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    Policies that aim to facilitate and promote non-motorised transport (NMT), and in particular cycling, have been developed by many high-income countries facing increasingly congested roads and saturated public transport systems. Such policies are also emerging in many low- and middle-income settings where high rates of urbanisation have led to similar problems with motorised transport. The aim of the present study was to better understand the potential structural and attitudinal barriers to cycle-based transport in one such context: South Africa‚Äôs Gauteng Province, the industrial powerhouse of sub-Saharan Africa that has recently made a firm commitment to NMT. The study focussed on demographic and socioeconomic variation in bicycle and car ownership, and related this to: (1) the reported use of motorised and non-motorised transport (both private and public); and (2) perceived ‚Äėproblems‚Äô with cycling. The analyses drew on interviews with key respondents from n‚ÄČ=‚ÄČ27,490 households conducted in 2013 as part of the third Quality of Life survey undertaken by the Gauteng City Regional Observatory. The survey contained items on three outcomes of interest: household vehicle ownership (bicycles and cars); modes of transport used for the ‚Äútrips‚ÄĚ most often made; and respondents‚Äô ‚Äúsingle biggest problem with‚Ķ cycling‚ÄĚ. Respondent- and household-level demographic and socioeconomic determinants of these outcomes were examined using descriptive and multivariable statistical analyses, the latter after adjustment for measured potential confounders identified using a theoretical causal path diagram (in the form of a directed acyclic graph). Of the n‚ÄČ=‚ÄČ26,469 households providing complete data on all of the variables examined in the present study, only n‚ÄČ=‚ÄČ8722 (32.9%) owned a car and fewer still (n‚ÄČ=‚ÄČ2244; 8.4%) owned a bicycle. The ownership of these assets was commonest amongst wealthier, economically active households; and those that owned a car had over five times the odds of also owning a bicycle, even after adjustment for potential confounding (OR 5.17; 95% CI 4.58, 5.85). Moreover, of household respondents who reported making ‚Äėtrips‚Äô during the preceding month (n‚ÄČ=‚ÄČ18,209), over two-thirds of those whose households owned a car (70.1%) reported private car-based transport for such trips, while only 3.2% of those owning a bicycle reported cycling. Amongst the specific responses given to the item requesting the ‚Äúsingle biggest problem with‚Ķ cycling‚ÄĚ by far the commonest was ‚ÄúDon‚Äôt know how to cycle‚ÄĚ (32.2%), less than half as many citing ‚ÄúVehicle accident risk‚ÄĚ (15.9%), and fewer still: ‚ÄúDestination is too far‚ÄĚ (13.9%); ‚ÄúCrime‚ÄĚ (10.3%); ‚ÄúToo much effort‚ÄĚ (9.2%); or ‚ÄúLack of good paths‚ÄĚ (4.6%). While the first of these reasons was commonest amongst poorer households, concerns about risk and effort were both most common amongst better educated, economically active and wealthier/better serviced households. In contrast, concerns over (cycle) paths were only common amongst those owning bicycles. The low prevalence of household bicycle ownership, and the disproportionate number of households owning bicycles that also owned cars, might explain the very small proportion of the ‚Äėthe trips most often made‚Äô that involved cycle-based transport (0.3%), and the preferential use of cars amongst households owning both bicycles and cars. Low levels of bicycle ownership might also explain why so many respondents cited ‚ÄúDon‚Äôt know how‚ÄĚ as the ‚Äúsingle biggest problem with‚Ķ cycling‚ÄĚ; although risk and effort were also substantial concerns (presumably for many who did, and some who did not, know how to cycle); the lack of suitable cycle lanes being only primarily a concern for those who actually owned bicycles. Structural and attitudinal barriers to cycle-based transport limit the use of cycle-based transport in Gauteng, not only amongst the vast majority of household respondents who lack the means to cycle (and the means to learn how), but also amongst those dissuaded from learning to cycle, purchasing a bicycle and/or using a bicycle they own by: the risks and effort involved; the lack of suitable cycle paths; and/or because they also own a car and prefer to drive than cycle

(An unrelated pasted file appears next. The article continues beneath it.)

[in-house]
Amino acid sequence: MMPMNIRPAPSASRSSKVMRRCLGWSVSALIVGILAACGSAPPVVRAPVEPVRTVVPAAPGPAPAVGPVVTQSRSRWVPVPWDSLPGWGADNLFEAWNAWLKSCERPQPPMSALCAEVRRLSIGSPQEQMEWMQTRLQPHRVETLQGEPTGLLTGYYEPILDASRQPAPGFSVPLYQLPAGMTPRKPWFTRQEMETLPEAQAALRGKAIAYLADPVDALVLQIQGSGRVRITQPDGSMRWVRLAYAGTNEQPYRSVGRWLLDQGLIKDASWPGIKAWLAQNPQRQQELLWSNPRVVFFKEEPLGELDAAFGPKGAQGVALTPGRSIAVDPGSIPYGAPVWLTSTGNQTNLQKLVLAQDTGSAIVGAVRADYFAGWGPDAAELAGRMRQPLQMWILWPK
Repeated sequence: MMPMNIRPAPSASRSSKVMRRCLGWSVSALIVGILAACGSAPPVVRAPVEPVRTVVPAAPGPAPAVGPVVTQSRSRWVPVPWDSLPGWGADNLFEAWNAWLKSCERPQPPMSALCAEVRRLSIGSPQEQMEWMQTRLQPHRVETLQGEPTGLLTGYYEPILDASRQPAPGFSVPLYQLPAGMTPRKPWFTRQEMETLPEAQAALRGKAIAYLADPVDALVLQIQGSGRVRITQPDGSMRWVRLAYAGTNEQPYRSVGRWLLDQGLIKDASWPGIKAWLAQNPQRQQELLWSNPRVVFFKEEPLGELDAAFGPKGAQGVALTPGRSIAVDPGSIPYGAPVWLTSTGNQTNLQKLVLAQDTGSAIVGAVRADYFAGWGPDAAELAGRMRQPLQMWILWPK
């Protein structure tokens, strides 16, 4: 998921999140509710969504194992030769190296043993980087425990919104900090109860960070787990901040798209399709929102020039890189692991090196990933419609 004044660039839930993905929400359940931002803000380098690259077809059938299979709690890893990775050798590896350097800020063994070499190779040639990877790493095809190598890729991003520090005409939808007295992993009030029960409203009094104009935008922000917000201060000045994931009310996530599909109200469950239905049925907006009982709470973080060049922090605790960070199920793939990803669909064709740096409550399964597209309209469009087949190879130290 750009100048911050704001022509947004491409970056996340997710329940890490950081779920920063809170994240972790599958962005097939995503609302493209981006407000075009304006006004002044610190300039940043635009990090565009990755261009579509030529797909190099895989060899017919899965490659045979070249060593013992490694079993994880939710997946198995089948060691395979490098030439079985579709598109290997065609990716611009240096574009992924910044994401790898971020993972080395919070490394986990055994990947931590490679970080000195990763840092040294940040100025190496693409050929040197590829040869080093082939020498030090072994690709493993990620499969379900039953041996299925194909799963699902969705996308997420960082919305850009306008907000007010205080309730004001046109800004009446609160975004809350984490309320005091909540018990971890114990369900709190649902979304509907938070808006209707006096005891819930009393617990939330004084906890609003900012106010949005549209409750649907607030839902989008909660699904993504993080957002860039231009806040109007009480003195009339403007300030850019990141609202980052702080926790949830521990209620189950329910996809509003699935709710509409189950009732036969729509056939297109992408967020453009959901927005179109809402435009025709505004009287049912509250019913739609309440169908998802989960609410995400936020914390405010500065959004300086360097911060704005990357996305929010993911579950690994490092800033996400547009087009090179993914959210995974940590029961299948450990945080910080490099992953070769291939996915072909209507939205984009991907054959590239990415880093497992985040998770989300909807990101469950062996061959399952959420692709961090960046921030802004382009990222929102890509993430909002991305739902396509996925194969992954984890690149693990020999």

Paradoxes in the Management of Timebanks in the UK’s Voluntary Sector: Discursive Bricolage and its Limits

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    This paper contributes to our understanding of volunteer management by charting some important challenges associated with the governance of one of the UK‚Äôs largest timebanking networks. While timebanking is often treated as a form of volunteering, many timebank advocates are keen to distinguish it sharply from traditional volunteering. We suggest that this tension generates a fundamental ‚Äėperformance paradox‚Äô in the management of timebanks in the voluntary sector. We draw on political discourse theory to characterise and evaluate associated challenges, suggesting that, when viewed against a host of context-specific organisational and policy pressures, the progressive potential of timebanking cannot be realised as a distinct community economy without adequate support. Instead of taking up a position alongside more traditional forms of volunteering, timebanking is more likely to be subsumed by them